Today we’re celebrating the work that our amazing multidisciplinary teams do in testing, diagnosing and treating rare diseases. Just like the amazing work scientists like Yoke (pictured) do in our path lab to diagnose porphyria.

Yoke Leong

The RMH is not only home to Australia’s only multidisciplinary clinic for porphyria, we’re the state’s only testing centre for the condition.

Porphyria is a build-up of a chemical called porphyrins in the body. Porphyrins are needed to make red blood cells, which carry oxygen to the body’s organs and tissues.

Some people with porphyria may have pain when they go out in the sun, which is why you may know porphyria as “the vampire disease” or the “Bubble Boy syndrome”. The RMH Dermatologist A/Prof Gayle Ross is quick to correct that preconception.

"There’s actually eight different types of porphyria, so not all ‘look’ the same way," she said.

"Porphyria can be difficult to diagnose as some people look completely normal when they present to their doctor or the emergency department, but complain of pain on their skin or in their abdominal region."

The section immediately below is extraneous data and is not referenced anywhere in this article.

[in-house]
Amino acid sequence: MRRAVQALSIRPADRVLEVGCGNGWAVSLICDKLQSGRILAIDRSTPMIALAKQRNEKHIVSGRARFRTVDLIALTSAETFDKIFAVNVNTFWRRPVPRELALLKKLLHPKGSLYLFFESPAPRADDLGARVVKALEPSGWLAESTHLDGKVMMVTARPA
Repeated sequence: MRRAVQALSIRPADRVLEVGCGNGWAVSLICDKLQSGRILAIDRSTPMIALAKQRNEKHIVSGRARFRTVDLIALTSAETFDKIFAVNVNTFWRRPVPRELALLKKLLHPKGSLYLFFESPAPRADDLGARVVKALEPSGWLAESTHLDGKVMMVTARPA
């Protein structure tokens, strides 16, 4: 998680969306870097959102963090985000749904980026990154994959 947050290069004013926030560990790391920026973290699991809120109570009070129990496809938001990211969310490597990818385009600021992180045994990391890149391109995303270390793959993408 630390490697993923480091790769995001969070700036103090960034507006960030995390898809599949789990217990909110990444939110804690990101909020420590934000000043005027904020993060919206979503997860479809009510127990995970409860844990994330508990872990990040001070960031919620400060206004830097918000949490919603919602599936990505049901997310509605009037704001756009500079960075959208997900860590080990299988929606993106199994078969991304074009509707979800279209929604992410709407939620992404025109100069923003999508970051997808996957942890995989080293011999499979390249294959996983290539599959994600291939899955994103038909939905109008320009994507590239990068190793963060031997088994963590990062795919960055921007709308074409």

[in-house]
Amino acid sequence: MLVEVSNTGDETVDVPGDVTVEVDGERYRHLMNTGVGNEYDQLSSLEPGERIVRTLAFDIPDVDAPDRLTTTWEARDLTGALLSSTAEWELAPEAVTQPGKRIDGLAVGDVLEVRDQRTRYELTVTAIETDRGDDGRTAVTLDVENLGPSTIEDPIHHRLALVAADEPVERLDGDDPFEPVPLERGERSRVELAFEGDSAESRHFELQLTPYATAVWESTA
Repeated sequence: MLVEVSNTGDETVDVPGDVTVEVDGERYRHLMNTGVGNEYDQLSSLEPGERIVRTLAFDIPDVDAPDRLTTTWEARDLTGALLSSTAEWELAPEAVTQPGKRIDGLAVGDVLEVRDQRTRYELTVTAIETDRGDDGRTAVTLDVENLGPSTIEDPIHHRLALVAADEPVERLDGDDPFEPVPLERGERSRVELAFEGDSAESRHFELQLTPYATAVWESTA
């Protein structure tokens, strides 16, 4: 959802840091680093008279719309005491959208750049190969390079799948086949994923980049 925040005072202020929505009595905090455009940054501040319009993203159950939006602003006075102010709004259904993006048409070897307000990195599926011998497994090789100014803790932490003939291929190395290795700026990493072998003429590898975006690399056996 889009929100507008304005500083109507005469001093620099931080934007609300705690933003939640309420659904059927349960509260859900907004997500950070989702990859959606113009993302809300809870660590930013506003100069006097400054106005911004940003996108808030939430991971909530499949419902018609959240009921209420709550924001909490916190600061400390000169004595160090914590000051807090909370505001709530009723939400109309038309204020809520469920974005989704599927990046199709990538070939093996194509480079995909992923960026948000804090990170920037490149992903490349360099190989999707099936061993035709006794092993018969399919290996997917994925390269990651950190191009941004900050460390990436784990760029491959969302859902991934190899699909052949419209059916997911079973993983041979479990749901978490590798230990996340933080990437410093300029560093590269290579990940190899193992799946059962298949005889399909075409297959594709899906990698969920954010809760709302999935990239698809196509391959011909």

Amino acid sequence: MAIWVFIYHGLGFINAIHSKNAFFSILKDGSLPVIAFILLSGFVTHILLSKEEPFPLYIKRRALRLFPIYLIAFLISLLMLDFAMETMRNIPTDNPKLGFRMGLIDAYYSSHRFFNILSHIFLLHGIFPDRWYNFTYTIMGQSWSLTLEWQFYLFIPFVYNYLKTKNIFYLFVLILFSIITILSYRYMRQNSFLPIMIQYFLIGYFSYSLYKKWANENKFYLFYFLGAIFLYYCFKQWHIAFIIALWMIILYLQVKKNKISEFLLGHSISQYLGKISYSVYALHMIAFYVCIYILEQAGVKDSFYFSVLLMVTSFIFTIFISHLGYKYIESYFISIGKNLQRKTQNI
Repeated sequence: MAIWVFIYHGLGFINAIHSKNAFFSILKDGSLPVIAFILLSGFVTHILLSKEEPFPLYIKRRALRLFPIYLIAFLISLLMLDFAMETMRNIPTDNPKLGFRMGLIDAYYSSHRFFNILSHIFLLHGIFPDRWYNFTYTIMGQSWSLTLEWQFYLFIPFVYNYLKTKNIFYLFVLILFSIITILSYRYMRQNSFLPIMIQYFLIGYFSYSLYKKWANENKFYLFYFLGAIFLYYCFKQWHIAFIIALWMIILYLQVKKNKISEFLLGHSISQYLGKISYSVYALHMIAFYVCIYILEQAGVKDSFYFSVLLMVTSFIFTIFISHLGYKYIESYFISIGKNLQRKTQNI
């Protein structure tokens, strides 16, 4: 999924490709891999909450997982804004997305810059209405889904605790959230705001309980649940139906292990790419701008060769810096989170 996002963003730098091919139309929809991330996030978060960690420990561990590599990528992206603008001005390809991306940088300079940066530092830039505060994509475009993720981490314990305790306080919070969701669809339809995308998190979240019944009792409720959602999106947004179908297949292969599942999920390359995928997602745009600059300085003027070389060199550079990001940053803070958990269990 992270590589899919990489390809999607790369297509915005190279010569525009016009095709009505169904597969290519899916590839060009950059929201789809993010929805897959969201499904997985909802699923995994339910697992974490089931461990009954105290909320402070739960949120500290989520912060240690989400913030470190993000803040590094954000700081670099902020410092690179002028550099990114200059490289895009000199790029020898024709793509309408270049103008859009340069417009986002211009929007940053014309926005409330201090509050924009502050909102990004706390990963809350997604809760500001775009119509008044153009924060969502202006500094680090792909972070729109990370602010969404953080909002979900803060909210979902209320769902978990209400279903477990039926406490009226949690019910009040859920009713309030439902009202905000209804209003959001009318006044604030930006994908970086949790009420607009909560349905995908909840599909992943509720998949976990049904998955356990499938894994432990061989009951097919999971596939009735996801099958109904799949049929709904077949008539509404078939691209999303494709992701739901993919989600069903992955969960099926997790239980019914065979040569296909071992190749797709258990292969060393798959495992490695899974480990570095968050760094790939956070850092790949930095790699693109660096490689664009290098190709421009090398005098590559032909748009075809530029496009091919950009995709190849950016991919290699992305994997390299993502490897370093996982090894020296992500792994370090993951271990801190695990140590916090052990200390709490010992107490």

Diagnosis of porphyria is complex, and requires special equipment and different tests to get an accurate diagnosis. Blood, urine and faecal samples for the tests need to be transported wrapped in foil as to preserve them. This means people with porphyria may have to wait years for a diagnosis, which can be frustrating and isolating.

"Although living with porphyria is challenging, we’re so glad to be able to give people an accurate diagnosis after what can be years of waiting," Yoke said.

Gayle also remarked new treatments being currently trialled at the RMH are giving people living with porphyria new hope.

"We’re currently trialling new medication at the moment which allows people living with porphyria the opportunity to spend more time in the sun than they usually would have been able to previously," she said.

"This means for some people, they’re able to finally enjoy an Australian summer outdoors."

Mobile Stroke Unit with Ambulance Victoria paramedic and the RMH Stroke team
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